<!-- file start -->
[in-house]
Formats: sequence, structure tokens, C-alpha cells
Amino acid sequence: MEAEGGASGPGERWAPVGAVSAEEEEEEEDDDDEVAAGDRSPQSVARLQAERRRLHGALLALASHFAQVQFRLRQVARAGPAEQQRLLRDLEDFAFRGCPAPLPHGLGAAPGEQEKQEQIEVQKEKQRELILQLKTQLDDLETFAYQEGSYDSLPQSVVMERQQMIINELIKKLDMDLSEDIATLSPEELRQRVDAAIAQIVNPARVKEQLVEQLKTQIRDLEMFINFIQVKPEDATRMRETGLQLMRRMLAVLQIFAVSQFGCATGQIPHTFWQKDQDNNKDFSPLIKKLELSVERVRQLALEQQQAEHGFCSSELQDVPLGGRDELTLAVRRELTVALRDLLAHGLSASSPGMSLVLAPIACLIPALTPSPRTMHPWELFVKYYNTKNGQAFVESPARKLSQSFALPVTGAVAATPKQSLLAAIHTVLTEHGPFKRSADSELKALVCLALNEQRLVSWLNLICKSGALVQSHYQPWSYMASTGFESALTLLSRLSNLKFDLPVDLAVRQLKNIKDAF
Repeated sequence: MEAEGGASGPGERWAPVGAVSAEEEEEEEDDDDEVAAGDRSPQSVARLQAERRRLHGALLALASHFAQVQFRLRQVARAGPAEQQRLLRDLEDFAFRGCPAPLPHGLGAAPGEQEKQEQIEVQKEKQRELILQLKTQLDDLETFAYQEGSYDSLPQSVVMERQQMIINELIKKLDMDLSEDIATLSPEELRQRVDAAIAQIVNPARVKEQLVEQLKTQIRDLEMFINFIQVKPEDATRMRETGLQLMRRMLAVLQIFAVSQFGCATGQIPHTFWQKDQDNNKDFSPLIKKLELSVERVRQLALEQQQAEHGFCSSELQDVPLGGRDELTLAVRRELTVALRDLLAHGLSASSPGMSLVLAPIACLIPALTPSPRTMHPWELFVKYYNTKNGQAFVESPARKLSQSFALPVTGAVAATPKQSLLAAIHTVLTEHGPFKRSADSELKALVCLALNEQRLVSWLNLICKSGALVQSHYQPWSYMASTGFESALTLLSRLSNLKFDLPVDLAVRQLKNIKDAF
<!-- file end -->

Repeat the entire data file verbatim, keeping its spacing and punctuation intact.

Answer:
[in-house]
Formats: sequence, structure tokens, C-alpha cells
Amino acid sequence: MEAEGGASGPGERWAPVGAVSAEEEEEEEDDDDEVAAGDRSPQSVARLQAERRRLHGALLALASHFAQVQFRLRQVARAGPAEQQRLLRDLEDFAFRGCPAPLPHGLGAAPGEQEKQEQIEVQKEKQRELILQLKTQLDDLETFAYQEGSYDSLPQSVVMERQQMIINELIKKLDMDLSEDIATLSPEELRQRVDAAIAQIVNPARVKEQLVEQLKTQIRDLEMFINFIQVKPEDATRMRETGLQLMRRMLAVLQIFAVSQFGCATGQIPHTFWQKDQDNNKDFSPLIKKLELSVERVRQLALEQQQAEHGFCSSELQDVPLGGRDELTLAVRRELTVALRDLLAHGLSASSPGMSLVLAPIACLIPALTPSPRTMHPWELFVKYYNTKNGQAFVESPARKLSQSFALPVTGAVAATPKQSLLAAIHTVLTEHGPFKRSADSELKALVCLALNEQRLVSWLNLICKSGALVQSHYQPWSYMASTGFESALTLLSRLSNLKFDLPVDLAVRQLKNIKDAF
Repeated sequence: MEAEGGASGPGERWAPVGAVSAEEEEEEEDDDDEVAAGDRSPQSVARLQAERRRLHGALLALASHFAQVQFRLRQVARAGPAEQQRLLRDLEDFAFRGCPAPLPHGLGAAPGEQEKQEQIEVQKEKQRELILQLKTQLDDLETFAYQEGSYDSLPQSVVMERQQMIINELIKKLDMDLSEDIATLSPEELRQRVDAAIAQIVNPARVKEQLVEQLKTQIRDLEMFINFIQVKPEDATRMRETGLQLMRRMLAVLQIFAVSQFGCATGQIPHTFWQKDQDNNKDFSPLIKKLELSVERVRQLALEQQQAEHGFCSSELQDVPLGGRDELTLAVRRELTVALRDLLAHGLSASSPGMSLVLAPIACLIPALTPSPRTMHPWELFVKYYNTKNGQAFVESPARKLSQSFALPVTGAVAATPKQSLLAAIHTVLTEHGPFKRSADSELKALVCLALNEQRLVSWLNLICKSGALVQSHYQPWSYMASTGFESALTLLSRLSNLKFDLPVDLAVRQLKNIKDAF